Please read the link above and then commentary below:
I really enjoy articles like this because they strongly challenge the way we think about and practice mental health care. Psychiatry has been a discipline practicing in a silo and the connection between the body and mind has been thought of as being independent of one another by many medical professionals. Science is catching up and the duality of mind and body (as well as spirit) is quickly collapsing which will (hopefully) lead to major shifts in the way mental illness is conceptualized and treated. It is actually surprising that the idea of mind and body being separate has persisted this long as we have known that physical activity such as cardiovascular exercise or mind/body practices like yoga and tai chi exhibit benefit on psychological wellbeing (and also modulates immune function). Certainly I don’t find it coincidental that epidemics of diabetes, hypertension, and obesity are occurring at the same time as epidemics of depression, anxiety, and addictive disorders.
The elephant in the room that is not really discussed in the article is why the immune system is functioning aberrantly. It is exciting to think of all the new drug targets that can be rationalized from scientific exploration of the relationship between the immune system and the mind. Certainly this topic deserves further research. However, to think of improper immune function as the etiological root of depression seems somewhat shortsighted. For example, there are many environmental factors that influence immune function such as chronic stress, social isolation, and diet. All of these to some extent have been associated with depression. Therefore, I think we need to probe deeper into lifestyle interventions at the individual level and cultural shifts at the population level that are likely to impact both aberrant immune signaling and psychological health. It is these types of changes that I believe to have the most potential for major impact on disorders such as depression.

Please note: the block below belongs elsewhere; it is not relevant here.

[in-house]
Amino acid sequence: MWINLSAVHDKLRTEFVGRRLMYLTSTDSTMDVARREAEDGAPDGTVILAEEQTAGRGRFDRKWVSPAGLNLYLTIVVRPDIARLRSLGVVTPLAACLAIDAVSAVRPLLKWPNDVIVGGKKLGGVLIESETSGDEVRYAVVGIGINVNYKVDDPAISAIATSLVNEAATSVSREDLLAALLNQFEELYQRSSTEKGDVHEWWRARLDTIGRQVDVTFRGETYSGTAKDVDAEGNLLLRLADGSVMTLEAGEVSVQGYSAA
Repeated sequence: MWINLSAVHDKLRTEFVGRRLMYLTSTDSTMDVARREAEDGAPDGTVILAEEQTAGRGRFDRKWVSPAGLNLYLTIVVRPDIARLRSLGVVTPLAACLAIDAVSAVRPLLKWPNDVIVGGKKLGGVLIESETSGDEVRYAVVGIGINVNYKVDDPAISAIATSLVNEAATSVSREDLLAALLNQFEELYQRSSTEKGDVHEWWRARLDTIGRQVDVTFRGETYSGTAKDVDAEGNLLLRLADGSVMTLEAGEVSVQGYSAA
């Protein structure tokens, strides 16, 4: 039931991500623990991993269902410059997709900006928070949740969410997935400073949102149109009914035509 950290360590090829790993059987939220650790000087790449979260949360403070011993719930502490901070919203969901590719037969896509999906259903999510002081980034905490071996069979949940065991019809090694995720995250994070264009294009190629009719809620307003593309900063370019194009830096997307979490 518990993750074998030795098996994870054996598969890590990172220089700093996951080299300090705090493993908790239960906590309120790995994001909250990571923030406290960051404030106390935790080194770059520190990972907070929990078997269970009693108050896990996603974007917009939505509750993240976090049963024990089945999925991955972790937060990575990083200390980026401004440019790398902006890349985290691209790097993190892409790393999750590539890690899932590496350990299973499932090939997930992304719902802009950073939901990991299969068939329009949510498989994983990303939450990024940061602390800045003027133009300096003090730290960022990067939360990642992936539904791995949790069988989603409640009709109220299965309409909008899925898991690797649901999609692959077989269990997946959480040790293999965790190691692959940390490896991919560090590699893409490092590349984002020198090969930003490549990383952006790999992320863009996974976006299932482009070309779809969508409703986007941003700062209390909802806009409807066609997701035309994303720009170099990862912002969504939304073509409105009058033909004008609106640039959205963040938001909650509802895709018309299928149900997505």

Posted by Benjamin Malcolm, PharmD, Assistant Professor of Pharmacy Practice and Administration, WesternU College of Pharmacy